Washington State sex offender laws can feel complicated, leaving you with more questions than answers when you register as a sex offender. What can you not do? What can you still do? For how long?
Every Washington resident deserves to understand their rights. For those facing the burden of sex offender status and the stereotypes that come with that, it’s even more important to understand your options.
For example, did you know that the right legal team may be able to help you avoid or decrease charges related to sex offenses in Washington? The team at Will & Will can help you understand how sex offender laws in Washington State apply to your situation, as well as your options to improve your future.
What Happens When You Register as a Sex Offender?
Under the Revised Code of Washington, Section 9A.44.130, anyone who has been convicted of a sex crime or found not guilty of a sex crime by reason of insanity must register with the sheriff of the county they live in.
If you are being released from custody after incarceration for a sex crime or after being sentenced but not incarcerated, you must register as a sex offender immediately. If you are a new resident of Washington, you have three business days to register.
Depending on the crime you are convicted of, you may be required to register as a sex offender for life, indefinitely, for 15 years, or 10 years. Keep in mind that failing to register can result in serious criminal penalties.
Sex offenders in Washington state are classified into three levels:
- Level I – Low risk of committing another sex crime
- Level II – Moderate risk of committing another sex crime
- Level III – High risk of committing another sex crime
The Washington Sex Offender Public Registry is visible to the public via the internet, but only those classified as Level II or III offenders are displayed.
Even if you have already been convicted of a sex crime, you may have questions or even legal options to improve your situation. Contact the Seattle sex crime lawyers at Will & Will to discuss your unique case. We understand Washington State sex offender registration laws and can help you improve your future.
Washington State Sex Offender Registration Laws
If you’re unsure about the regulations that registered sex offenders must follow, this section will provide some clarity. Here are six important sex offender laws in Washington state.
1. Sex Offenders Can’t Use Alcohol or Drugs While Under DOC Supervison
Unless an exception is granted, as a registered sex offender in Washington, you cannot use alcohol or drugs while under community supervision with the Washington State Department of Corrections (DOC). Any mood- or mind-altering substance not prescribed by a doctor will be off-limits until your community supervision is over.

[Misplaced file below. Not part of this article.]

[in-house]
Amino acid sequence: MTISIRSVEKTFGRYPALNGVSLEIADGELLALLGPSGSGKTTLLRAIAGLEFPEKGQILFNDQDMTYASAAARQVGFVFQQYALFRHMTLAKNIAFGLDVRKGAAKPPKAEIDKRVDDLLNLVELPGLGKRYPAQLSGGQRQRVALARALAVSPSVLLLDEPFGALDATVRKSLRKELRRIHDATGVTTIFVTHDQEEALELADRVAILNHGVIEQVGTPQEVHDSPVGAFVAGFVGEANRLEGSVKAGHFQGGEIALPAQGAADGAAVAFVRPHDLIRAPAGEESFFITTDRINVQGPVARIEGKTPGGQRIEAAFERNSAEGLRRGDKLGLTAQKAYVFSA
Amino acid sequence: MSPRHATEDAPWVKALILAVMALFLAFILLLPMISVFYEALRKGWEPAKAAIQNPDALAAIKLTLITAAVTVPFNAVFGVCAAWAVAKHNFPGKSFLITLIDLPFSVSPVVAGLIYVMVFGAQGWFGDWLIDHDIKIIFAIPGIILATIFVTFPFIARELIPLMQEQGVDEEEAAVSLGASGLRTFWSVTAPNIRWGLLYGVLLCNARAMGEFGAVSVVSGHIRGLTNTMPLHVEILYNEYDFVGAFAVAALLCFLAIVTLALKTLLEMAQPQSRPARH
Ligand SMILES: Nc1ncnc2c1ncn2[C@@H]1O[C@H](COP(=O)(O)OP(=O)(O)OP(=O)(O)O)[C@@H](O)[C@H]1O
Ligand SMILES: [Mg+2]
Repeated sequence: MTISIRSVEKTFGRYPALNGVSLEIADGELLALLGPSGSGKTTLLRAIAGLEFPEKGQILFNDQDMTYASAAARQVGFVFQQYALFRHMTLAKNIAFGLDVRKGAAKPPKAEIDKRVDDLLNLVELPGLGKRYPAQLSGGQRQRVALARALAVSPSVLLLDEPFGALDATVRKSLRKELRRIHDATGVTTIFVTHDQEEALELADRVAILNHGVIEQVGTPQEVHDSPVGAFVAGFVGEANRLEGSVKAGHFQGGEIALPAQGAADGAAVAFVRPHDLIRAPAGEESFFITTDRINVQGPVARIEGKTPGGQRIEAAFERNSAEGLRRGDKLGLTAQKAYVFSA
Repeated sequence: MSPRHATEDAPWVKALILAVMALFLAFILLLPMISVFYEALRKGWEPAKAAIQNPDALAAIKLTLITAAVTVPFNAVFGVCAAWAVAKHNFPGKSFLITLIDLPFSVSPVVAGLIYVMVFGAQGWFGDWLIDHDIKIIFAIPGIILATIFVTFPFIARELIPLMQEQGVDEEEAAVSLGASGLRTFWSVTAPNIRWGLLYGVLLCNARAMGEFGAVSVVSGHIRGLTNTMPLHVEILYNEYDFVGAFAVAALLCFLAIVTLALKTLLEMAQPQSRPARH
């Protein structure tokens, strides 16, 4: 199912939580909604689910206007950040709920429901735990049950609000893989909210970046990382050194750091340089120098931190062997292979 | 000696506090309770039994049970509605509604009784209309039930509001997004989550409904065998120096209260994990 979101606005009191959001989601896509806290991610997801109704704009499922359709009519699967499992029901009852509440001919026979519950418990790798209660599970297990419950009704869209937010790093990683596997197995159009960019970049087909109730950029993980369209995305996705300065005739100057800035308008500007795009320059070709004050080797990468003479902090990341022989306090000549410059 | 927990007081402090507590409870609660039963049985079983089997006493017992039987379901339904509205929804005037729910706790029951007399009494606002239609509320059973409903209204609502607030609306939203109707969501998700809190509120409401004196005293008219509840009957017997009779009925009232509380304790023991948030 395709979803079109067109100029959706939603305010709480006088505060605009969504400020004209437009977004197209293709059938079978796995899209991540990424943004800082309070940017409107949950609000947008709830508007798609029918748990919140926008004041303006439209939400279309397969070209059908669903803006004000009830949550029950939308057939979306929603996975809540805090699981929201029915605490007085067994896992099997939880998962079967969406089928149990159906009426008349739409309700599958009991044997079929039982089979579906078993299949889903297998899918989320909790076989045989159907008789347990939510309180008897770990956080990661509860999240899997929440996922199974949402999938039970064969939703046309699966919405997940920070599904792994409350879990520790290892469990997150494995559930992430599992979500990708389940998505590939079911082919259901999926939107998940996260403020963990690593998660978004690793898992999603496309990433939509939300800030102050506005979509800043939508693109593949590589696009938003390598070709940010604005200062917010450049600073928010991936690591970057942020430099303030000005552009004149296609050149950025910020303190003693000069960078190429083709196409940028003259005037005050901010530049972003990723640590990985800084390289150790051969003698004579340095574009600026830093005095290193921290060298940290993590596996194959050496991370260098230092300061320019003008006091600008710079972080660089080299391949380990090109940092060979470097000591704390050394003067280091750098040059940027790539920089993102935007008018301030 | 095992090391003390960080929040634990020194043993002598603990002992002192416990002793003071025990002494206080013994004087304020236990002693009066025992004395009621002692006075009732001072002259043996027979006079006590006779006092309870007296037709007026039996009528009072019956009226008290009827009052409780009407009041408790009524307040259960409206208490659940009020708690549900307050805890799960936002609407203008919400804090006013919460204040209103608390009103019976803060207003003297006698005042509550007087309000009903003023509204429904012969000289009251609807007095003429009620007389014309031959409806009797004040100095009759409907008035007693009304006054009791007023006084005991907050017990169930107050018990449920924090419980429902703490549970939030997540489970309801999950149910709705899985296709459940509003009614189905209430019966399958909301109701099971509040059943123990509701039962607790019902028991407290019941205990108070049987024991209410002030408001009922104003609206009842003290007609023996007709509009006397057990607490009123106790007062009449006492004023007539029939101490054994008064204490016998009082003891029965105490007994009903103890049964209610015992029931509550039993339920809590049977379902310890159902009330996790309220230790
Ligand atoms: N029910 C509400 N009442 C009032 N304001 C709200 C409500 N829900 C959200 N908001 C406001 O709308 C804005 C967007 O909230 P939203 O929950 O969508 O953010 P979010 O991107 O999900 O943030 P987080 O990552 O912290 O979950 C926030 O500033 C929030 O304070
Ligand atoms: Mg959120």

2. Sex Offenders May Need to Get Their Living Arrangements Approved
As a registered sex offender who is still under community supervision, you are not allowed to move without permission from the DOC. You must get your new address approved by your community corrections officer (CCO). This means you cannot make a sudden cross-state move without doing at least a little planning beforehand.
3. As a Registered Sex Offender, You May Not Be Able to Own a Computer
This is not always the case, but sex offender laws in Washington State may hold that you cannot “own or control” a personal computer while you are under community supervision. If you are permitted to own a computer, your CCO may set up site-blocking software. Being unable to use a computer may limit your ability to apply for jobs and connect with friends and family.
4. Registered Sex Offenders Cannot Travel Out of the Country Without Notice
Under the Revised Code of Washington, Section 9A.44.130, you must provide written notice of your intention to travel outside of the country to your county sheriff’s office at least 21 days before your date of departure. That means no last-minute trips outside of the United States can take place.
5. Sex Offenders’ Ability to Own Weapons May Be Limited
Felony sexual offenders in Washington are not allowed to have or use ammunition or guns. Your right to own a firearm cannot be restored as long as you have a felony on your record.
6. As a Registered Sex Offender, You May Need to Notify Your Sexual Partners
Washington State sex offender laws for those who are under community supervision may even reach into relationships. Before you begin a sexual relationship, you may be required to notify your potential partner (and your CCO).
You May Have Legal Options
Will & Will, is a husband-and-wife criminal defense team that knows Washington State sex offender registration laws inside and out. Even if you have already been convicted and are required to register as a sex offender, you may have legal options.
We will work closely with you to understand your situation and listen to your concerns. Then, we will put our 35 years of experience to work to get the best possible outcome for you. To get started, call us at 206-209-5585 or contact us online.